“It hurts, it hurts every time you have to do it.
“I have picked up a dead 11-month-old baby off the road.
“I have picked up body parts off the road.”
Sgt Hynd also talked of when he visited a local secondary school.
“I told the students to stand up and look around the room, ‘because two of you won’t be here next year’.
“I went back the next year and two of them weren’t there.”
CFA district 10 operations manager Allan Rankin said the CFA volunteers, mums, dads, brothers, sisters — ordinary people — were called on to deal with some horrific scenes.
“The memories they take from those things are with them for a lifetime and leave emotional scars,” Mr Rankin said.
He remembered being called to an accident some years ago, one of a spate of six fatalities during a three month period.
A car had crossed into the path of a truck and collided head on.
When he got to the scene a volunteer firefighter showed him a CFA baseball cap and CFA belt buckle.
“All of a sudden I thought ‘it’s one of ours’.
“The person was unrecognisable because of the force of the impact.
“Only hours earlier I was working with him.
“That would have been about ‘97 and I can still remember that as vividly today as the day it happened,” he said.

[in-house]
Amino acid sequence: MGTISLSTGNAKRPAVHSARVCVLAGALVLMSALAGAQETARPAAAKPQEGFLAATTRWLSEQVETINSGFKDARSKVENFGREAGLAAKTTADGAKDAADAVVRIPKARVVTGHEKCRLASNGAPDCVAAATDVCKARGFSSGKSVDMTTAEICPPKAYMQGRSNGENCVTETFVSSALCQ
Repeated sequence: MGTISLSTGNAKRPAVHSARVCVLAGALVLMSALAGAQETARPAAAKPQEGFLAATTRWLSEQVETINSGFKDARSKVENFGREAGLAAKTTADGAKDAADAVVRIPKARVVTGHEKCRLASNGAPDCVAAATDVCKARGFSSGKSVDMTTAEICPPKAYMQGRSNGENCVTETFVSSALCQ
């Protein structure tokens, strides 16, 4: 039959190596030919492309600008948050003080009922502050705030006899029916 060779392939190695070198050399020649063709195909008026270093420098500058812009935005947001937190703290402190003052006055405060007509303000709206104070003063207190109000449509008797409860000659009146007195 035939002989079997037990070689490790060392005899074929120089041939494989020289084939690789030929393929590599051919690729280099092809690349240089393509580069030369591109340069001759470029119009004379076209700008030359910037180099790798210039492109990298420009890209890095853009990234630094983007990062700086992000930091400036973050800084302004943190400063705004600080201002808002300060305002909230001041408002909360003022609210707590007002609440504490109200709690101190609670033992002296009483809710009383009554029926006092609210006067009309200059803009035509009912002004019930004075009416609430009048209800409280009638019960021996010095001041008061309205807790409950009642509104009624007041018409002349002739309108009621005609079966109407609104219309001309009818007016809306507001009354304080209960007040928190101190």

“Be alert to what’s going on around you — road conditions, weather conditions, light and visibility.
“When you get in a car you are in charge of a piece of machinery that kills.
Morwell SES unit controller Michael Van Der Zalm said his unit was involved in 90 motor vehicle extrications last year.
He said for every person killed, 10 were injured, including many who would need ongoing treatment and carry their injuries for a lifetime.
Mr Van Der Zalm talked about a recent trend of people turning up to accident scenes as a “social activity” after being alerted through social media, and where police had been called to control the crowds.
“It is not a social activity.
“You will see things you don’t want to see.
“You will see things that will haunt you for the rest of your lives.”
Struggling to control his emotions, he told the story of attending an accident in which two young people had been killed.
After recovering a licence, parents were called to identify one body.
Mr Van Der Zalm said he remembered when they unzipped the body bag, the woman screamed with relief.
“The body was that of her daughter’s friend — not her daughter.”
She had been using her friend’s ID.
Gippsland Times general manager Lynne Smith praised the speakers for being so frank and forthright, especially Mrs Stewart who was speaking publicly for the first time since her accident.
“Everyone who spoke did it for one reason and one reason only,” Ms Smith said.
“That was to save lives, in particular young lives.
“I am grateful to those who turned out to attend what I believe is one of the most rewarding events I have been involved with.”
The Gippsland Times organised the forum as part of the Talk the Toll Down campaign which is running in conjunction with the Transport Accident Commission.